Indianapolis would deal with the problems exposed in the Washington, D.C. audit, by simply never doing an an audit of the politically-connected ACS. No audit - no publicity of the problems. That is the Indy way. Even if there was an audit done, you can bet it would be so greased by the politicians that ACS come out smelling like a rose.

As a side note, I would specifically note that the DC audit blasted ACS for submitting "flawed meter inventory data." In the Indianapolis contract, it says that the City will simply use whatever data and calculations ACS supplies the City for determining the revenue to which the City is entitled under the contract. Why in the world would City negotiators agree to that?

Finally, it should be emphasized that these were problems noted in ACS's performance on a 7 year plus contract, a contract short enough where ACS actually had to fear competition. Imagine what ACS's performance will be like under a multi-generational, 50 year contract which will shield the company from competition for decades?


Downtown Indy said...

I shudder to think...

I hope the city's negotiated an an 'out' if ACS is found to be pulling those sorts of shenanigans here. Ha, ha, ha. I crack myself up sometimes.

Marycatherine Barton said...

All the publicized information about ACS and the city contract are appalling. Please, may not this Republican mayor and controlled council not saddle us with it!!

Malachi said...

ENFORCEMENT PROCEEDINGS - SEC Charges Affiliated Computer Services, Inc. With Stock Options Backdating and False Disclosures: "The SEC's complaint, filed in federal district court in Washington, D.C., alleges that from 1995 to 2006, ACS engaged in a fraudulent and deceptive scheme to provide executives and other employees with undisclosed compensation."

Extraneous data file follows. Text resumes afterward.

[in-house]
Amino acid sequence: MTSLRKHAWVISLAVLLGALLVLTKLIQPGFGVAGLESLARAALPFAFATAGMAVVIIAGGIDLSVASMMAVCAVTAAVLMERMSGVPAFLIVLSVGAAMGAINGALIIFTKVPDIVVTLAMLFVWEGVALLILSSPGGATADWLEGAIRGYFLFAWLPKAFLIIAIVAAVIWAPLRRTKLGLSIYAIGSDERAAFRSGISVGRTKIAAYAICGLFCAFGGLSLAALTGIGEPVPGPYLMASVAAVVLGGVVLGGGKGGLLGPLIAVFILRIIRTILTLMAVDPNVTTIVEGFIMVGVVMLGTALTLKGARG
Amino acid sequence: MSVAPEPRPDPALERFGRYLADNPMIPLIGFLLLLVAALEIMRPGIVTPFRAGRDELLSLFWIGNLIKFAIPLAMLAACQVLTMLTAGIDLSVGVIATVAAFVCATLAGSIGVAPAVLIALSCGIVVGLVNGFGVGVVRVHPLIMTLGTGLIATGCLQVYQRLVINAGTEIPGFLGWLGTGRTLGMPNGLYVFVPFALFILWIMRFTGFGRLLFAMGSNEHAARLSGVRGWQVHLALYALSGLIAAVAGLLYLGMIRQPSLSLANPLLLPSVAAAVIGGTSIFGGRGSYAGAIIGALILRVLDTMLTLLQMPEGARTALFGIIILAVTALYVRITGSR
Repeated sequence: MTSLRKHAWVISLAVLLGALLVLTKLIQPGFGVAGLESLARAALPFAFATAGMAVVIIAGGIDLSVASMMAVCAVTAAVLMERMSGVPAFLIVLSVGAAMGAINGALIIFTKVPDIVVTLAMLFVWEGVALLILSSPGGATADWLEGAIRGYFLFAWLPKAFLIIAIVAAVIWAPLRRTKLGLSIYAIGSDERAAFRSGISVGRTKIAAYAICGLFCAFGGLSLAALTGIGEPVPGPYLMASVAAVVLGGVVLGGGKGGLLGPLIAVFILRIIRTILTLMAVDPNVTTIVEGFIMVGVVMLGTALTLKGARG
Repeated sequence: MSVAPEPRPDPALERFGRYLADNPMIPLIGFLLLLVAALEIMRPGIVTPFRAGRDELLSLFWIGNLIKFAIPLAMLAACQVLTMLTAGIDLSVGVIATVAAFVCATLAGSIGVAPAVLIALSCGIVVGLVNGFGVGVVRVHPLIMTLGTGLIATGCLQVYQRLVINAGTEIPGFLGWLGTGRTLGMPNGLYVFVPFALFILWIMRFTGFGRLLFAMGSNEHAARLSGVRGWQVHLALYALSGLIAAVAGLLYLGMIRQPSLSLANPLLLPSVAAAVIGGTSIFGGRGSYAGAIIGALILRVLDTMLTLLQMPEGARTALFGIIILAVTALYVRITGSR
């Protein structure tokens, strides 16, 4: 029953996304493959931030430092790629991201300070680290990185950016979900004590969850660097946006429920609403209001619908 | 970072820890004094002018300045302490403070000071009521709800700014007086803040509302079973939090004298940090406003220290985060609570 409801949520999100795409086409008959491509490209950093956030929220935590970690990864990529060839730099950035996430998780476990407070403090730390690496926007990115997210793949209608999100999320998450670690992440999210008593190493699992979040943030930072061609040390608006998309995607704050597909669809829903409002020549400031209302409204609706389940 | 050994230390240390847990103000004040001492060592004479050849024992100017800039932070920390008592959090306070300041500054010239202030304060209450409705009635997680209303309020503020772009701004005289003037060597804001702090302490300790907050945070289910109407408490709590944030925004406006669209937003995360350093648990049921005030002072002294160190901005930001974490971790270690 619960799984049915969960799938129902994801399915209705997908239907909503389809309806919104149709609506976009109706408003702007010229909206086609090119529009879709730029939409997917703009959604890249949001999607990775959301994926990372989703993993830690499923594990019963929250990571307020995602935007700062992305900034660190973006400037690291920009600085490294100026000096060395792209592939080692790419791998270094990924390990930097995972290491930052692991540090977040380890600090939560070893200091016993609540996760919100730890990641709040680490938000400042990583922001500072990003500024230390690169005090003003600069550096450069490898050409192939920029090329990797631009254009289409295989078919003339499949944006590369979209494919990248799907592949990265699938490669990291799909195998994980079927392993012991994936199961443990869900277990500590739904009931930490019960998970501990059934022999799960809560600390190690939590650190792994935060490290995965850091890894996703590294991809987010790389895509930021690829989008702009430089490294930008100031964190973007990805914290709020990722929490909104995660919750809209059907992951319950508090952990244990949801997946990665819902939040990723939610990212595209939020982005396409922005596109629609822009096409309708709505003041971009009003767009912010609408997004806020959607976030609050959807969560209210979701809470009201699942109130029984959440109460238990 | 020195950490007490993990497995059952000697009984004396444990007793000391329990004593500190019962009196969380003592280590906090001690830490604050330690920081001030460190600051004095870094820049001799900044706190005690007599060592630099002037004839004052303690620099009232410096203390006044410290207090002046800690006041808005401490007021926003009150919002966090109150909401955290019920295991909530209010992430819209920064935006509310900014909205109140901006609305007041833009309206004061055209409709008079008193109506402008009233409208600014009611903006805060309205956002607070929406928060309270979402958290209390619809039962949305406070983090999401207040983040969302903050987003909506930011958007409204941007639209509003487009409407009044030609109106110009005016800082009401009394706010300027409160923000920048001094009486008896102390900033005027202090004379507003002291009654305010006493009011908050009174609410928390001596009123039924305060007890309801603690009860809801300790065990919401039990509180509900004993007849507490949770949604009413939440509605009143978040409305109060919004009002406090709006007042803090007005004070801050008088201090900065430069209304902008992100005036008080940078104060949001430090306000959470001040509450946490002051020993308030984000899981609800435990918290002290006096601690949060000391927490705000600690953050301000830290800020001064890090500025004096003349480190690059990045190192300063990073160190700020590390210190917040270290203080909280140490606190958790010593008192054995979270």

Above is a part of a recent investigation into ACS.

Seriously folks let's get real.
Public officials are supposed to be trustees of the commonweal, not political
buccaneers seeking their own private gain. But sometimes, in what economists call a
principal-agent problem, those trustees forsake that obligation and misuse the power
delegated to them in ways that advance their personal interests rather than those of the
Corruption distorts the allocation of resources toward projects that
can generate illicit payoffs. Besides the undesirable efficiency consequences arising
from this distortion, the effect is likely to aggravate social inequalities, because the poor and powerless suffer, by definition, a comparative disadvantage in securing special favors.
If the $500,000 has to be paid if the City-County Council will not vote for the ACS deal. Pay ACS's political blackmail scheme and get them out of town. Like all the other commentaries together with articles I've been reading have showed, ACS is not the kind of corporation we want in our town. Political blackmail, special interests, conflict of interests, WHERES THE FBI? WHERES THE FEDS?
Has anyone ever read ACS Ethical Standards they try to impose on their employees at the welfare office. Their employees aren't allowed to accept even a Christmas card. Yet the CEO's and Directors of this company have done just that.
ACS is a shameful, unethical, disgraceful hypocrite, not to mention the so called "leaders" of Indianapolis for creating this mess.
What an embarrassment to our city.

Rocco Lee said...

The city of Sacramento is undergoing the same pathology just like on this case. Their public parking spaces are to be privatized as well.